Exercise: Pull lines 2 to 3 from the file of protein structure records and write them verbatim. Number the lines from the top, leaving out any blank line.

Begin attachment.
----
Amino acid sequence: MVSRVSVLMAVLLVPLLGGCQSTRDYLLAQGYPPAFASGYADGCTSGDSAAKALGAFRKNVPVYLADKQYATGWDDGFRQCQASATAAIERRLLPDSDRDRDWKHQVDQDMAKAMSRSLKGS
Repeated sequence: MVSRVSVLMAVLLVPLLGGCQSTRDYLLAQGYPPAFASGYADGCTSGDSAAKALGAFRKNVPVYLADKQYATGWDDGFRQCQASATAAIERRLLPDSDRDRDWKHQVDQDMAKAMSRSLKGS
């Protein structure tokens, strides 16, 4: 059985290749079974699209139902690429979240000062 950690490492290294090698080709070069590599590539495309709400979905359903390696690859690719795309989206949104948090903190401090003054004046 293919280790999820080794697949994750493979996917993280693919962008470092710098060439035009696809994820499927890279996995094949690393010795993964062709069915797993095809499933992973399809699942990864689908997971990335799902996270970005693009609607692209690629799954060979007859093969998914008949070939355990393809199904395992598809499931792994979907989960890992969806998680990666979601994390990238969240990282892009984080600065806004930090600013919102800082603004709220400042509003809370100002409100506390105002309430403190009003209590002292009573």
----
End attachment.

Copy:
Repeated sequence: MVSRVSVLMAVLLVPLLGGCQSTRDYLLAQGYPPAFASGYADGCTSGDSAAKALGAFRKNVPVYLADKQYATGWDDGFRQCQASATAAIERRLLPDSDRDRDWKHQVDQDMAKAMSRSLKGS
């Protein structure tokens, strides 16, 4: 059985290749079974699209139902690429979240000062 950690490492290294090698080709070069590599590539495309709400979905359903390696690859690719795309989206949104948090903190401090003054004046 293919280790999820080794697949994750493979996917993280693919962008470092710098060439035009696809994820499927890279996995094949690393010795993964062709069915797993095809499933992973399809699942990864689908997971990335799902996270970005693009609607692209690629799954060979007859093969998914008949070939355990393809199904395992598809499931792994979907989960890992969806998680990666979601994390990238969240990282892009984080600065806004930090600013919102800082603004709220400042509003809370100002409100506390105002309430403190009003209590002292009573």